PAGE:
The Las Vegas Review-Journal reports that more than 13 years after the housing market peaked, home prices in Las Vegas in September nearly matched pre-recession highs.
However, the Review-Journal states the gap is bigger than it appears when inflation is accounted for, leaving prices “way off” from pre-recession highs.
The median-sales price of single-family homes was $310,000—an increase of 1.6% from August and an annual increase of 3.3%, according to the Greater Las Vegas Association of Realtors (GLVAR).
A total of 2,750 houses were sold last month, which is down 13.2% from August but a 12.9% jump from September 2018. Continually, 7,334 single-family homes were on the market without offers at the end of September—down 5.6% from August and up 19.3% annually.
The Review-Journal stated Las Vegas was “ground zero” for the real estate bubble in the mid-2000s, mostly due to growing property values, rising construction, and home flipping. According to the GLVAR, the average price of single-family homes peaked in June 2006 at $315,000—$398,300 in today’s money—nearly $88,100 above last month’s average.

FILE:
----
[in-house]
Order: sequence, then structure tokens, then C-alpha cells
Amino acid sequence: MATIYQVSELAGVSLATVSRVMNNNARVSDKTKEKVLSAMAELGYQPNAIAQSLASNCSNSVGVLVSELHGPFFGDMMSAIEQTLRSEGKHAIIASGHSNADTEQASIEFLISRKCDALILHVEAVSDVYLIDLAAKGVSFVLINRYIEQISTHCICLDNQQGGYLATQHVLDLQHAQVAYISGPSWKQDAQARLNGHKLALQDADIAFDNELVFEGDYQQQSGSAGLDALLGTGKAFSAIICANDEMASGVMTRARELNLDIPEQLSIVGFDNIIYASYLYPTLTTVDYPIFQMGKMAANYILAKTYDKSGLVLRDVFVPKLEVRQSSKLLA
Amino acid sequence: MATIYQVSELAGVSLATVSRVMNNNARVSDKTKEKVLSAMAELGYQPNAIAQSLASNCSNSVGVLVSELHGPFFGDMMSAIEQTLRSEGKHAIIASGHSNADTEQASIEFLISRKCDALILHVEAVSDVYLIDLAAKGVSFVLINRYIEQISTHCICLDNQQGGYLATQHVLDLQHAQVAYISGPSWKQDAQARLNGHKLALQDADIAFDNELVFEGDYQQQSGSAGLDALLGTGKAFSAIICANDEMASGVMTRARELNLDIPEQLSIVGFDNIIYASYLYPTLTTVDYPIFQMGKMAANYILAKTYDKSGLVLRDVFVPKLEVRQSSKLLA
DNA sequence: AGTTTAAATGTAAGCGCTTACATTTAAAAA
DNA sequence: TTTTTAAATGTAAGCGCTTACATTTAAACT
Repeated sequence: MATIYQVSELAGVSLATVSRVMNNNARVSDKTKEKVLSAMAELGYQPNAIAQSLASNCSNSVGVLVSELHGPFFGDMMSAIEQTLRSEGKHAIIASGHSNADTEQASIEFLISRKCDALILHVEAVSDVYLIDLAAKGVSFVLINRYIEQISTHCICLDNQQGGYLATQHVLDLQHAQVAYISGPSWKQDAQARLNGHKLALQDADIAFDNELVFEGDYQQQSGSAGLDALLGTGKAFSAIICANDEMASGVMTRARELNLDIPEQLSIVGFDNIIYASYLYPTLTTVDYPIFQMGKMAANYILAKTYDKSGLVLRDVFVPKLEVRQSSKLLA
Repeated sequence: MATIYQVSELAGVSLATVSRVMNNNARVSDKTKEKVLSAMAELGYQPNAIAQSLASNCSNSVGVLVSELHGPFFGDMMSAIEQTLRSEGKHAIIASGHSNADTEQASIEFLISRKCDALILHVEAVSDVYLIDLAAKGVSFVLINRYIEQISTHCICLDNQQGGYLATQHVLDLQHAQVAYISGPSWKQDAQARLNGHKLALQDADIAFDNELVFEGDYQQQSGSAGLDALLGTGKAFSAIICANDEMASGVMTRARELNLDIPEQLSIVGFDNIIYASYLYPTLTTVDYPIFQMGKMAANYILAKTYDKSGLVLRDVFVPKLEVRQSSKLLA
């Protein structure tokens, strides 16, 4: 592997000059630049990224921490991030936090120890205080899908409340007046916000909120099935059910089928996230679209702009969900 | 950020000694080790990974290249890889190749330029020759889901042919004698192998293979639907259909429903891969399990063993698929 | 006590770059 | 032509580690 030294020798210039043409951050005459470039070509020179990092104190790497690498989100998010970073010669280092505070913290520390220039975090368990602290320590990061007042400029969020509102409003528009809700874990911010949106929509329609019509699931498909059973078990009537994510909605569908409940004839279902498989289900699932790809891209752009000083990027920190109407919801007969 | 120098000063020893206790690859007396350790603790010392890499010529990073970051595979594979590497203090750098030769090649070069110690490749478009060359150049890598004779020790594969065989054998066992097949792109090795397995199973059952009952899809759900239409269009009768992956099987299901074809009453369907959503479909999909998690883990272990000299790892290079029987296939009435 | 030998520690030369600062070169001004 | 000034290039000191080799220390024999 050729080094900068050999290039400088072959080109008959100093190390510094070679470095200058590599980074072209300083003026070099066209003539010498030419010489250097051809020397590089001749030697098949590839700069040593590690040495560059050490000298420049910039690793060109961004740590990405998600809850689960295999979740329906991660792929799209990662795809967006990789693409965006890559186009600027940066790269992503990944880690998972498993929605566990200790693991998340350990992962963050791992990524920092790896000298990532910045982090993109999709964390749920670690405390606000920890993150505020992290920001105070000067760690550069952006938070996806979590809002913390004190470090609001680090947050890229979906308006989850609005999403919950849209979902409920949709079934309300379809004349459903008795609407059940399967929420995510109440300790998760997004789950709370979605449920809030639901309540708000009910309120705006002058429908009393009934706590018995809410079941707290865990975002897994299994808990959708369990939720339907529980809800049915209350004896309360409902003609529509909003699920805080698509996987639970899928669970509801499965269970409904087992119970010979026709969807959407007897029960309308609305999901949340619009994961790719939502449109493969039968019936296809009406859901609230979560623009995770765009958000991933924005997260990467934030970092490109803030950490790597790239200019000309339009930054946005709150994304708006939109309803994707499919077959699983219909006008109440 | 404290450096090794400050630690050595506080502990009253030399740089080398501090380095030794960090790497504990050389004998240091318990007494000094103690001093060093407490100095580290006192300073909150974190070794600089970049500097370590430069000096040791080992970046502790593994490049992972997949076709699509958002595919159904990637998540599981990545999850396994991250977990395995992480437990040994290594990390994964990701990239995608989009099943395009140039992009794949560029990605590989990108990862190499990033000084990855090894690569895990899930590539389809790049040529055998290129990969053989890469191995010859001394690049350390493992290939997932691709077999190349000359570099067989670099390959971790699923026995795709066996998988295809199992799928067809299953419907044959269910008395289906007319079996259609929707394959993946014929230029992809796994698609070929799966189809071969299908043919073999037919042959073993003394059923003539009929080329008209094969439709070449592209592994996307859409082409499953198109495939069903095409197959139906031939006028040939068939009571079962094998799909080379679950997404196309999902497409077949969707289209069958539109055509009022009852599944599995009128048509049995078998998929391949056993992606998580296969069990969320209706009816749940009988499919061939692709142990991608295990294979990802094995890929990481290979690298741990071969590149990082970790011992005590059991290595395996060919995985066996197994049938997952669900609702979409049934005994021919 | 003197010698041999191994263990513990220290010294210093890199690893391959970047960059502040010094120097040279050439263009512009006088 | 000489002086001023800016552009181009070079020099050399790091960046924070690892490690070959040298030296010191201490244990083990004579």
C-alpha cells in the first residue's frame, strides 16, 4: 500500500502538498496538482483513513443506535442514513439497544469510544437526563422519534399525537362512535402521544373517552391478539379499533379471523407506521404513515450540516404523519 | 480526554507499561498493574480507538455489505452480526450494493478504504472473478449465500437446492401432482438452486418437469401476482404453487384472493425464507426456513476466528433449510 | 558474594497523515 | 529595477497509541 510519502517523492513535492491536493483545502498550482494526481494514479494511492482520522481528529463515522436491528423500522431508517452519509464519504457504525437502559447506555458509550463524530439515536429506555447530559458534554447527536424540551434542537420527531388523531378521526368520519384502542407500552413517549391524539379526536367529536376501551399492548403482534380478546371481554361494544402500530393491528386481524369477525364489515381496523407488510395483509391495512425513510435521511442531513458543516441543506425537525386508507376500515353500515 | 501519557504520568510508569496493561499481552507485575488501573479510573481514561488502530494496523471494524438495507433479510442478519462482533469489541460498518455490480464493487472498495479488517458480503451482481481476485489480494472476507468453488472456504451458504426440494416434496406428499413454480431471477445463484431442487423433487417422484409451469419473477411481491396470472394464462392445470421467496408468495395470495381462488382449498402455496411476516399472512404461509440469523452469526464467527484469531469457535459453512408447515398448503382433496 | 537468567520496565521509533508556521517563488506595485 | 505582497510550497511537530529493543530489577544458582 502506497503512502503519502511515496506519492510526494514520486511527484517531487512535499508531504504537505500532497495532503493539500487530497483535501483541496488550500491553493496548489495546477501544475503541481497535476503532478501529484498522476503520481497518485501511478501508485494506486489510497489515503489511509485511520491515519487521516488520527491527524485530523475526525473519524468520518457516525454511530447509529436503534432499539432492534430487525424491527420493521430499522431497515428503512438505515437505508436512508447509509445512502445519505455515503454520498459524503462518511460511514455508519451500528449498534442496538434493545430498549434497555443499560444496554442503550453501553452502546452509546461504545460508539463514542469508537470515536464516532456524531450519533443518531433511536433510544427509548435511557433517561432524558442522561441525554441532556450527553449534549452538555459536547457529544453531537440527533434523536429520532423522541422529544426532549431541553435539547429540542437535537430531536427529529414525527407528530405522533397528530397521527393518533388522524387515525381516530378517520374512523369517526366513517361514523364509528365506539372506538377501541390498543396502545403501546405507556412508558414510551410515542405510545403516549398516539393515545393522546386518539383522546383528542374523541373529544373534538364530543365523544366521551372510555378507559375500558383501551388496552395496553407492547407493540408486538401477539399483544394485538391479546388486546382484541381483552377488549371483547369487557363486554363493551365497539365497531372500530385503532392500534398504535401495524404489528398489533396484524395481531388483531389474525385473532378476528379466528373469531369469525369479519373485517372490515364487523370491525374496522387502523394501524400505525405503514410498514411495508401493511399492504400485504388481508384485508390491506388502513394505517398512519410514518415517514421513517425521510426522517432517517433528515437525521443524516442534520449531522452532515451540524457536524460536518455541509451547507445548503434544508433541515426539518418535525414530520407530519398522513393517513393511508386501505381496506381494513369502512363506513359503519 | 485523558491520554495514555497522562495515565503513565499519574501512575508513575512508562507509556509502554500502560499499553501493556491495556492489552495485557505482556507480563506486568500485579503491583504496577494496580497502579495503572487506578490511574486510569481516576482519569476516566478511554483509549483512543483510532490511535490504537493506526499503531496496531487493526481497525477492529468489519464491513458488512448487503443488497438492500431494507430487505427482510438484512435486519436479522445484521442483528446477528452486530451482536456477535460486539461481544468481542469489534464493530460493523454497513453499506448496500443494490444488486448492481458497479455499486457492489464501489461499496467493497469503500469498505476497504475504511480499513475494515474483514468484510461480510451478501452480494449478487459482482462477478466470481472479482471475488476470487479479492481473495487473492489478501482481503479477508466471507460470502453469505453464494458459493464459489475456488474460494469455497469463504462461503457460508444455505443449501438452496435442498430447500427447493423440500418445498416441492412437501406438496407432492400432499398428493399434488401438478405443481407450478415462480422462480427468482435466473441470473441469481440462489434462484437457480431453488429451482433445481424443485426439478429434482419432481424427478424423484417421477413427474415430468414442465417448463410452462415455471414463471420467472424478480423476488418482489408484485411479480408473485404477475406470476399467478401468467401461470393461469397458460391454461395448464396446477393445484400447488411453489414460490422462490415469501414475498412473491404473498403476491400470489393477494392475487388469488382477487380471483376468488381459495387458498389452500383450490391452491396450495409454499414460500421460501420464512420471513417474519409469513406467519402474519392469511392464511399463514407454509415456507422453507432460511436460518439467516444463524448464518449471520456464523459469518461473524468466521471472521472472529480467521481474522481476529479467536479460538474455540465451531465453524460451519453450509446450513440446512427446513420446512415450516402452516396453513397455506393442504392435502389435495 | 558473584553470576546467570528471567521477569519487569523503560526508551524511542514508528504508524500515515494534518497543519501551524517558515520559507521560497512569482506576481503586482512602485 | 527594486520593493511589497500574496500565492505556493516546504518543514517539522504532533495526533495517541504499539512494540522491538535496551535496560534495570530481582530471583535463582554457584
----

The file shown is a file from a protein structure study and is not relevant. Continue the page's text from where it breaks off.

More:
Southern Nevada was also hit hard during the Great Recession as foreclosures, falling property values, and abandoned real estate projects. The median-sales price of a single-family house hit $118,000 in January 2012, which is 62.5% drop from the peak.
The Review-Journal reported last month that the housing market in Las Vegas was stabilzing for the first time in decades.
The report found that buyers purchased 3,168 single-family houses in August, which is up 0.3% in July and an annual increase of 3.1%. Fewer homes were on the market in August at 7,766, which is down 0.5% from the prior month.
Also, the Review-Journal states that Las Vegas home prices have been a “roller coaster” over the past 15 years. Janet Carpenter, President of the GLVAR, said prices soared in the mid-2000s, fell in the Great Recession, and have been “ramping back up” since 2012.
“If you look at it that way, I guess you can say we’re coasting along right now,” Carpenter said.